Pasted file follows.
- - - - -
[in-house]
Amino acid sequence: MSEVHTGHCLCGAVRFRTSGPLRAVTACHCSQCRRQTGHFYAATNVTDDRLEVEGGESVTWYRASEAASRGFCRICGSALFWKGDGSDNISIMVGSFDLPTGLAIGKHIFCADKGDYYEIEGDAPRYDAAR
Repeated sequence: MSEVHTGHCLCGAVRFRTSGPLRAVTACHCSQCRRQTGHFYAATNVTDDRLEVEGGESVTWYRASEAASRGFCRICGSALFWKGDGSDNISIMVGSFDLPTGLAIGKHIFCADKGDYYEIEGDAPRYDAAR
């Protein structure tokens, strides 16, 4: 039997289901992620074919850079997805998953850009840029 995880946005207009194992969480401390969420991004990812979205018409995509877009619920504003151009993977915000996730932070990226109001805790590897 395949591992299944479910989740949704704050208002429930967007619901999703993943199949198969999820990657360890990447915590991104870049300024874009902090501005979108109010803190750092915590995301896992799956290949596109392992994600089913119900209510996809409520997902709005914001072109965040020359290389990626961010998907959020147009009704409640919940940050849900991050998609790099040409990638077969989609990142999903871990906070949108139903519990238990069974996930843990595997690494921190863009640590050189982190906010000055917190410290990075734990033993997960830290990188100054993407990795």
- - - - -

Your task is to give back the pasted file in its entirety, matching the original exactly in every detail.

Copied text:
[in-house]
Amino acid sequence: MSEVHTGHCLCGAVRFRTSGPLRAVTACHCSQCRRQTGHFYAATNVTDDRLEVEGGESVTWYRASEAASRGFCRICGSALFWKGDGSDNISIMVGSFDLPTGLAIGKHIFCADKGDYYEIEGDAPRYDAAR
Repeated sequence: MSEVHTGHCLCGAVRFRTSGPLRAVTACHCSQCRRQTGHFYAATNVTDDRLEVEGGESVTWYRASEAASRGFCRICGSALFWKGDGSDNISIMVGSFDLPTGLAIGKHIFCADKGDYYEIEGDAPRYDAAR
């Protein structure tokens, strides 16, 4: 039997289901992620074919850079997805998953850009840029 995880946005207009194992969480401390969420991004990812979205018409995509877009619920504003151009993977915000996730932070990226109001805790590897 395949591992299944479910989740949704704050208002429930967007619901999703993943199949198969999820990657360890990447915590991104870049300024874009902090501005979108109010803190750092915590995301896992799956290949596109392992994600089913119900209510996809409520997902709005914001072109965040020359290389990626961010998907959020147009009704409640919940940050849900991050998609790099040409990638077969989609990142999903871990906070949108139903519990238990069974996930843990595997690494921190863009640590050189982190906010000055917190410290990075734990033993997960830290990188100054993407990795």